As a former and/or current ReServist (ReServe is an employment agency under the FEDCAP umbrella), I was invited to the FEDCAP commencement. FEDCAP is an organization whose mission statement (in a nutshell) is jobs for people, services for business. I wanted to go. FEDCAP acts as a liaison between its business sponsors such as Fairway and ADM. Not only do they underwrite many expenses, they also hire a lot of graduates from FEDCAP training.
The most moving parts of the graduation ceremony were the alumni telling their stories. One person told the story of how he was helped after he got out of prison. A woman living in a family shelter talked about the difficulty getting and keeping a job (all the speakers emphasized “keeping” a job—retention) because she suffered from a learning disability. Since she trained at FEDCAP, she was placed and working, and filled with hope that she’d be able to finally leave the shelter. She was trembling as she spoke, swept up in her emotions. I think all the graduates were strong and managed to survive. They were so grateful to FEDCAP and they wanted to succeed despite the odds.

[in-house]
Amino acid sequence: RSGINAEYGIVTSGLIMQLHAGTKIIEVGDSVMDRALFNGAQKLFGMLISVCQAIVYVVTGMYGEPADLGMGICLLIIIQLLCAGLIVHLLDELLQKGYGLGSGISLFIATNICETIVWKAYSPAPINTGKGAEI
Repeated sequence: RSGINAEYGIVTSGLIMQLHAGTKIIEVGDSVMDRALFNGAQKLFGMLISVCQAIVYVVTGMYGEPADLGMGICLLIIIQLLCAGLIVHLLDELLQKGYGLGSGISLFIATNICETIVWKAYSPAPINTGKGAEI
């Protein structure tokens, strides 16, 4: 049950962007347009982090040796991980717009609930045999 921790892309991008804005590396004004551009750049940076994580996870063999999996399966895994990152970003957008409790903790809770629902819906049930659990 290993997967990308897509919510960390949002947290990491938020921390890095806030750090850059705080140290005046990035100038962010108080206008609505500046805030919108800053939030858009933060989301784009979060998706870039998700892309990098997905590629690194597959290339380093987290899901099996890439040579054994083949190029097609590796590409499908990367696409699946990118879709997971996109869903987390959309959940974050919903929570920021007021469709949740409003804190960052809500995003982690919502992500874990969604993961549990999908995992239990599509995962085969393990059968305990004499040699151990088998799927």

The event was held at Harlem’s World Famous Apollo Theater on 125th Street. I’d never been there. It was beautiful, ornate gold trim and red velvet interiors. It had balconies on the side. While the attendees were being seated, the PA system issued songs and artists who’d performed there: the Jackson Five, Billie Holiday, and everyone in between.
Bill Thompson, one of many running for mayor, gave the keynote address. He praised the graduates and asked them to be role models for the community. I was impressed with how happy the graduates were. They cherished every moment that they were being feted. (There was a little problem at the end, when the person read their names before they could step up to the plate. I wondered what they were going to do when the diplomas had to be given to his/her rightful owner.) They went through real job training with a good chance of a job offer afterward from one of FEDCAP’s business partners.
One of the alumni stories was that of a home health aide caring for her client during and after Sandy hit the shore. There was no electricity or communications between the aides and the agencies they worked for. But she soldiered on and didn’t leave her post. She stayed with her client until the electricity was turned back on. In her mind there was never a thought that she would abandon her, not a thought for her own safety.